What is in this article?:
- Smashburger considers IPO, possible sale
- Race for national dominance
CEO Scott Crane details the chain’s plans to become a national player.
Smashburger CEO Scott Crane
Race for national dominance
In the race for national dominance in the better-burger category, “It’s really Five Guys and us, and we do things very differently,” Crane said.
Five Guys, known for its wide range of toppings and build-a-burger format, is winning the race in terms of unit count, with 1,184 U.S. locations.
Smashburger offers customization as well, along with signature “smashed to order” burgers that cater to regional tastes, salads, Häagen-Dazs shakes, and local craft beer and wine.
The brand is growing its emphasis on freshness and health, Crane said.
“That’s something we don’t do enough of communicating,” he noted. “We use all-natural Angus certified beef and all-natural cheeses. We use Häagen-Dazs ice cream and make hand-spun shakes. They’re not made in a machine. We are going to do a better job of telling that story.”
The company is currently testing a gluten-free bun and recently became the first restaurant chain to offer non-bottled Honest Tea beverages. It is also looking to make healthful tweaks to kids’ offerings, said Crane.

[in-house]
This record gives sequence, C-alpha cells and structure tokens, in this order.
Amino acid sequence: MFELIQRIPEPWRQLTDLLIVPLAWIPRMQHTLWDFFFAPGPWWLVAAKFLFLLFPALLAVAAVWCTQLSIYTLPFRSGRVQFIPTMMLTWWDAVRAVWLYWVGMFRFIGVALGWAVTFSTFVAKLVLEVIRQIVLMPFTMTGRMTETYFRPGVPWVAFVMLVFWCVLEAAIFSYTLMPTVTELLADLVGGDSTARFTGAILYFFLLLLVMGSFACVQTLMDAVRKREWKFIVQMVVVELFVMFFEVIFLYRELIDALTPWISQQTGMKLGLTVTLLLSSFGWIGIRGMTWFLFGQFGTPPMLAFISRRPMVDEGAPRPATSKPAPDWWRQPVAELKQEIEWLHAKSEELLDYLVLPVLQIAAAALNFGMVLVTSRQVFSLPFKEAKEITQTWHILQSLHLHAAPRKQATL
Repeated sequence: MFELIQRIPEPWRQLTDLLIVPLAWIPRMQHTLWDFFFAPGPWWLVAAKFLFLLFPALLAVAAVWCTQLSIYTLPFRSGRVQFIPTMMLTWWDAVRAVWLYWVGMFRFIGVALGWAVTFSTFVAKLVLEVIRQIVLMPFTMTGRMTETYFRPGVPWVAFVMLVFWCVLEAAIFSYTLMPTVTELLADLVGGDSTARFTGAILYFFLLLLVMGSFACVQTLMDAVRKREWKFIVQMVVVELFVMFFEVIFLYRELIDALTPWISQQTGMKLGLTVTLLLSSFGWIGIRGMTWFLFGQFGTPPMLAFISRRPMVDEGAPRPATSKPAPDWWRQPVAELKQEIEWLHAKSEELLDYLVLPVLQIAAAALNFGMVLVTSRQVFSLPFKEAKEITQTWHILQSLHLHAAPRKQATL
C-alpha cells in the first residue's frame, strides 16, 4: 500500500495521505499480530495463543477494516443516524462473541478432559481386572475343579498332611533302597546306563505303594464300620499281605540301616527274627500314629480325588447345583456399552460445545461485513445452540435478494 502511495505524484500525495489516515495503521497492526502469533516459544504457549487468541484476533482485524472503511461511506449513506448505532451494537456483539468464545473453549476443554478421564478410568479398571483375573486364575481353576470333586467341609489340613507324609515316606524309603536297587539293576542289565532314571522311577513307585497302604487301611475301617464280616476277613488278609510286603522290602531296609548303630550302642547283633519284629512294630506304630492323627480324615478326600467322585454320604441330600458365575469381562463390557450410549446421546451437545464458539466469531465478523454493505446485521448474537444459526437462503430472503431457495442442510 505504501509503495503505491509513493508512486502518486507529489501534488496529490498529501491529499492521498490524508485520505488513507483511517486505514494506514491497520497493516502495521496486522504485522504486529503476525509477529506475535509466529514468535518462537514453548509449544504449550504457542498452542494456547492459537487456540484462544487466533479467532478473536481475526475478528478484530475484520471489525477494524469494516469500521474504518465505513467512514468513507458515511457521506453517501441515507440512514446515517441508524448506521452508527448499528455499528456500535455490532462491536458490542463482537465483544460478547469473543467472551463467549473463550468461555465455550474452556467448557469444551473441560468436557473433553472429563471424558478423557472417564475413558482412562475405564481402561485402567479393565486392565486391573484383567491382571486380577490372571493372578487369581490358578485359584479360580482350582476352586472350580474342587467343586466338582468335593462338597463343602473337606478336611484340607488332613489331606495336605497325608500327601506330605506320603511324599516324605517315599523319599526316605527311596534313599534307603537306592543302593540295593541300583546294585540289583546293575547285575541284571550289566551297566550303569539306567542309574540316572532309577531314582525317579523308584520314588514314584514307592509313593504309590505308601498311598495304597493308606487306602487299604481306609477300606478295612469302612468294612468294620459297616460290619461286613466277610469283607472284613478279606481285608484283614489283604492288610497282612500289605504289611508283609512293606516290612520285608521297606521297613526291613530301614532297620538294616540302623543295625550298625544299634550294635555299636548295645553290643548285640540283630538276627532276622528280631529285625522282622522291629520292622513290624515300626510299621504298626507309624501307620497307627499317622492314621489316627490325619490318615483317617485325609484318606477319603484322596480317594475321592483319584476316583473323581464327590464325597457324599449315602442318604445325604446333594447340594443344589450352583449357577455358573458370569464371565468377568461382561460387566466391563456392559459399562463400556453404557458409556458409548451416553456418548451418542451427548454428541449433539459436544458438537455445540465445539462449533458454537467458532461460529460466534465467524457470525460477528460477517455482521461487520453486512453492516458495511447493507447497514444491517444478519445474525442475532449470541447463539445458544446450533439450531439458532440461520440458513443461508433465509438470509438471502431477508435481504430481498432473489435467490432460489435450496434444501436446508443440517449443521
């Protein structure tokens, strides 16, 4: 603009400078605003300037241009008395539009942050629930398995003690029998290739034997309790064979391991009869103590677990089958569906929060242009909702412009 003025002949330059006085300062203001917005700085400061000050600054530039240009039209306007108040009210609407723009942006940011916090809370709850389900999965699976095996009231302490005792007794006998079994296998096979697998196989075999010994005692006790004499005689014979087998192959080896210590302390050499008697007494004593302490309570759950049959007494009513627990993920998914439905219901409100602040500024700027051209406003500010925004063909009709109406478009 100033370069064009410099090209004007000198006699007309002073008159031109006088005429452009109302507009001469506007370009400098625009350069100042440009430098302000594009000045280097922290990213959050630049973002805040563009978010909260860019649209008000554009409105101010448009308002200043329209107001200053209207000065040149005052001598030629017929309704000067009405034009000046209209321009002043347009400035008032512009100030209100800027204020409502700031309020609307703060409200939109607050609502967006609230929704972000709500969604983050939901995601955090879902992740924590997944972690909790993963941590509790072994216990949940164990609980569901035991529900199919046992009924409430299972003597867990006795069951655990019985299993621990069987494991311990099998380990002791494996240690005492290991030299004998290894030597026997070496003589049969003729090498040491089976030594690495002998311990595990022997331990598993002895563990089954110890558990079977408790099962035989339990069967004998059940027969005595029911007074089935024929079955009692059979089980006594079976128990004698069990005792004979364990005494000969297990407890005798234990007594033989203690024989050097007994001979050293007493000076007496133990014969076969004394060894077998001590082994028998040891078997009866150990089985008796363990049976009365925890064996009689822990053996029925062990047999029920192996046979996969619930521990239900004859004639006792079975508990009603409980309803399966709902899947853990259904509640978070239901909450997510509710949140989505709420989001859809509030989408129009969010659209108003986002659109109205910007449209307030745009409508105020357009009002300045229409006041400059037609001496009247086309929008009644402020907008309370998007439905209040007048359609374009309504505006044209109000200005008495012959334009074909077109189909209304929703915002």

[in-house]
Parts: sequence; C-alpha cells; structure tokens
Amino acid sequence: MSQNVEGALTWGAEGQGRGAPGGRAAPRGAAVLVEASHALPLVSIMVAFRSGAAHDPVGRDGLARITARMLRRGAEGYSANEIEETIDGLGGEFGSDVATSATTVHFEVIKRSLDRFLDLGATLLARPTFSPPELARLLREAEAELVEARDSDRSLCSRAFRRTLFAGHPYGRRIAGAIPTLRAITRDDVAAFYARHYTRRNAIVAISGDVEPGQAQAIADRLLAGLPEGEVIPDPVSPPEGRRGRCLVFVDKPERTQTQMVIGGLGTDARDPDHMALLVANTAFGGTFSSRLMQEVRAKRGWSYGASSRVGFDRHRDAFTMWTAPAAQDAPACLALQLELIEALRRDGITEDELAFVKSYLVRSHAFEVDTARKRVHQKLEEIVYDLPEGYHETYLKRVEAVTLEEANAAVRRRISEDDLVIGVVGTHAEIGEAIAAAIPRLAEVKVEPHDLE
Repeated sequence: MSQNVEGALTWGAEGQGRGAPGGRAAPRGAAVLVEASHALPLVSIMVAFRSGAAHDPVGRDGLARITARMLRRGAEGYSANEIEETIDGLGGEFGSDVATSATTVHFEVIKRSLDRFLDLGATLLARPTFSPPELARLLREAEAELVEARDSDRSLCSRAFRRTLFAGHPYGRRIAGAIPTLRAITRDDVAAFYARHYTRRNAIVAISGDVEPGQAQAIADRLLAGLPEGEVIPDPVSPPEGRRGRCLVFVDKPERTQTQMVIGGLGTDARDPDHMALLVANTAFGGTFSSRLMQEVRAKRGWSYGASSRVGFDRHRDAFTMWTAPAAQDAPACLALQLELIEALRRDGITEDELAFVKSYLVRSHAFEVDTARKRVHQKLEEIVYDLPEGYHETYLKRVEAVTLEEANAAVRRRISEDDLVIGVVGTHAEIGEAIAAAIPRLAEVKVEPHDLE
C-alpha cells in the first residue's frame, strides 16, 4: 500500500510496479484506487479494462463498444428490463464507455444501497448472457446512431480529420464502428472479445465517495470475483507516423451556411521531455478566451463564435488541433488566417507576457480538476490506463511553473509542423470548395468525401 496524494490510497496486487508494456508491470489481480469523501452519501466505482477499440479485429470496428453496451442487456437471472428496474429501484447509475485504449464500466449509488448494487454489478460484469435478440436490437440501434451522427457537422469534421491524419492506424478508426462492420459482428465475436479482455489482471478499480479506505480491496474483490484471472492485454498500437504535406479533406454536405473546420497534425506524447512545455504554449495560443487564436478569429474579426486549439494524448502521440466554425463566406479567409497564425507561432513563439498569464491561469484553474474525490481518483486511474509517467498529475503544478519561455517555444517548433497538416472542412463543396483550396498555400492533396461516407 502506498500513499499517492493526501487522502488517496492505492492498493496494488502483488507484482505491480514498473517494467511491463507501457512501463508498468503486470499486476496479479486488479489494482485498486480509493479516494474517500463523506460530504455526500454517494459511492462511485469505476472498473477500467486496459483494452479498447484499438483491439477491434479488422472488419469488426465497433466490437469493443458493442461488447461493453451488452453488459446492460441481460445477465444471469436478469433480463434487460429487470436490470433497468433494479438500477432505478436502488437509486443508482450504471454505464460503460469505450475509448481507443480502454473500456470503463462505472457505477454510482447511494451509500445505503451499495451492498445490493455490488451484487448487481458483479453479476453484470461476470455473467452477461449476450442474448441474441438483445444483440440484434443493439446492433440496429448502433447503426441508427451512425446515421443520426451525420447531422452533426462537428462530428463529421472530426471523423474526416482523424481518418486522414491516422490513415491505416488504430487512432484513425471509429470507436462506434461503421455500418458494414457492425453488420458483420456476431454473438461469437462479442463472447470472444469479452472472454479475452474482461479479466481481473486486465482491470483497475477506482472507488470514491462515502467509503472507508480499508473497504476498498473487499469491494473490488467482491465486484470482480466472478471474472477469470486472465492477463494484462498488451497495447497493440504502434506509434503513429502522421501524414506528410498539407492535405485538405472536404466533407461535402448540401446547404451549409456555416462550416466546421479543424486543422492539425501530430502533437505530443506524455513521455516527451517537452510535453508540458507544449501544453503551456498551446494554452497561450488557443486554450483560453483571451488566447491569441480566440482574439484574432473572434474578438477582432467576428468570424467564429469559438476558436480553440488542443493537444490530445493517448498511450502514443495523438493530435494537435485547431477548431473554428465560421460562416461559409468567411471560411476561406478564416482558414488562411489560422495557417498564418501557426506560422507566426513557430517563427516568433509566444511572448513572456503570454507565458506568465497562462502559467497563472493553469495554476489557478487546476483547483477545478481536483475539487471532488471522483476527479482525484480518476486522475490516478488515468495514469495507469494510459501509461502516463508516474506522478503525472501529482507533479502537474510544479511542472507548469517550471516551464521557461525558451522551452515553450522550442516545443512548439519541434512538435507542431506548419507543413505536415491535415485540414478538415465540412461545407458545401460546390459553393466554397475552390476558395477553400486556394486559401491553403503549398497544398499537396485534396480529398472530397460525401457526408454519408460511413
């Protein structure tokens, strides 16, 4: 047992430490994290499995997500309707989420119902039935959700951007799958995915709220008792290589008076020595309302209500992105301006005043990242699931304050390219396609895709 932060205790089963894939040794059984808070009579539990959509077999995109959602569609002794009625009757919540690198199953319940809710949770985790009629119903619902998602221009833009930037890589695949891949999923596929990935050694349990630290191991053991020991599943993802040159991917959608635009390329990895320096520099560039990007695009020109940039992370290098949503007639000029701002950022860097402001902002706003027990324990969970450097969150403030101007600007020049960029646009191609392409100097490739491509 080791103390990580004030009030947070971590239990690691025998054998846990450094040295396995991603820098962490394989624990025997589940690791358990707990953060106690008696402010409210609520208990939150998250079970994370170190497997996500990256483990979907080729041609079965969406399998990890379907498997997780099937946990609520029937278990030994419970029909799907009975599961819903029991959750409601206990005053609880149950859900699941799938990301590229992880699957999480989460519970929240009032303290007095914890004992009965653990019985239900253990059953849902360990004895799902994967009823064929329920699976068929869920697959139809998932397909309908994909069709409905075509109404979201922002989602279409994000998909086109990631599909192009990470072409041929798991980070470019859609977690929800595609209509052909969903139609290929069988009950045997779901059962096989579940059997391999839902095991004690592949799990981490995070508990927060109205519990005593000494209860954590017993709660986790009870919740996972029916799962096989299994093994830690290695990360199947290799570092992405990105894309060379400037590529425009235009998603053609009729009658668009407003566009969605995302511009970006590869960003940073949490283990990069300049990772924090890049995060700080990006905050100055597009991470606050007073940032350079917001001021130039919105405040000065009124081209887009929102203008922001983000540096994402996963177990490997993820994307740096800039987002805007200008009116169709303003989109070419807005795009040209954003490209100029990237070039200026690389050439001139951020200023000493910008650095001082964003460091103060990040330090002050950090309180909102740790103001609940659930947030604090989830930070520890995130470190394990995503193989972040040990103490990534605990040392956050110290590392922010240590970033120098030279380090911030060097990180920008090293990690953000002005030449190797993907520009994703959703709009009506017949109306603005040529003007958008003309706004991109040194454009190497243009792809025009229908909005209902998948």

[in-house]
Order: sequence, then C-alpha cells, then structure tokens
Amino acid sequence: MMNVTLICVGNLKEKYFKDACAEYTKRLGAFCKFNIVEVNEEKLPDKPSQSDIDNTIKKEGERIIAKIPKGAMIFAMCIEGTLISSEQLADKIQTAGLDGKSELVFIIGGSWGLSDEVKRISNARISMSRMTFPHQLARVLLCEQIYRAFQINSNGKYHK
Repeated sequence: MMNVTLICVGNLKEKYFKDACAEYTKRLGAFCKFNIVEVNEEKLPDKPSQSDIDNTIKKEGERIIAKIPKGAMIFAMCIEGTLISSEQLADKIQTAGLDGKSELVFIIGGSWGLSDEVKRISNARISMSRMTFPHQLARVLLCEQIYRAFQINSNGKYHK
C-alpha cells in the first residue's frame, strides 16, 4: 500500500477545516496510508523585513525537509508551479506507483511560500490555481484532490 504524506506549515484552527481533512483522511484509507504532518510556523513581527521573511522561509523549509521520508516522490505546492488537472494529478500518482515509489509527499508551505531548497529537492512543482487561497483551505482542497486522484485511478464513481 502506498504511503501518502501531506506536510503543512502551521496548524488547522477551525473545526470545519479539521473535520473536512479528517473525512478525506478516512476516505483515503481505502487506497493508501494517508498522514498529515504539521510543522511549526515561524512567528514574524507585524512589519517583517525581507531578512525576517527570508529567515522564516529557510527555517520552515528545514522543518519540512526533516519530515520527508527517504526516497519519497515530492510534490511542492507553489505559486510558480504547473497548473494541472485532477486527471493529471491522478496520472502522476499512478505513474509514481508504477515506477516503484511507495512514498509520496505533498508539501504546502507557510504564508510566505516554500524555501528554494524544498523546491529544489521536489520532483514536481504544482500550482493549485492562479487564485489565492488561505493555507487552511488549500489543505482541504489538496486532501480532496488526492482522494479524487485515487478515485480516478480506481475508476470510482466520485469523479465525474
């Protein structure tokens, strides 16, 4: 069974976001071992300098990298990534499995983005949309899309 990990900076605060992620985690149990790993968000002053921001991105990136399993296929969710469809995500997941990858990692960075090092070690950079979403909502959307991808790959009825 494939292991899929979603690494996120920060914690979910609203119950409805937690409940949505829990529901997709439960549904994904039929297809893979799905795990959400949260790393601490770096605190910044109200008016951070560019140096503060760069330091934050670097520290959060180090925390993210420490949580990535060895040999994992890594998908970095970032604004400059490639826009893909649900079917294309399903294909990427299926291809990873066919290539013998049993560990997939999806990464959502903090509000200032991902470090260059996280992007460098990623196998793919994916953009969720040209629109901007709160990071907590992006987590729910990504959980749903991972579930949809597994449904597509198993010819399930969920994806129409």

Smashburger was founded in 2007 by Quiznos co-founder Rick Schaden. The chain is owned by Denver-based Consumer Capital Partners, a private-equity firm led by Schaden, who is also a primary shareholder of Consumer Concept Group, operator of the recently launched fast-casual Live Basil Pizza and Tom’s Urban brands.
The recent opening at Los Angeles’ sprawling LA Live complex downtown included all three concepts in adjacent spaces that Crane called a “food pod,” where guests can choose between the fast-casual Smashburger or Live Basil Pizza and the full-service comfort food of Tom’s Urban.
Crane says Smashburger has potential not only in the better-burger space, but as a fast-casual concept competing with the likes of Panera and Noodles & Company.
“Burgers are far and away the largest segment, and fast-casual burgers is such a small percentage of that, to me, the white space is almost immeasurable,” said Crane. “Fast casual is just the way people are eating now. I think this is going to be a great company for the next 15 to 20 years.”
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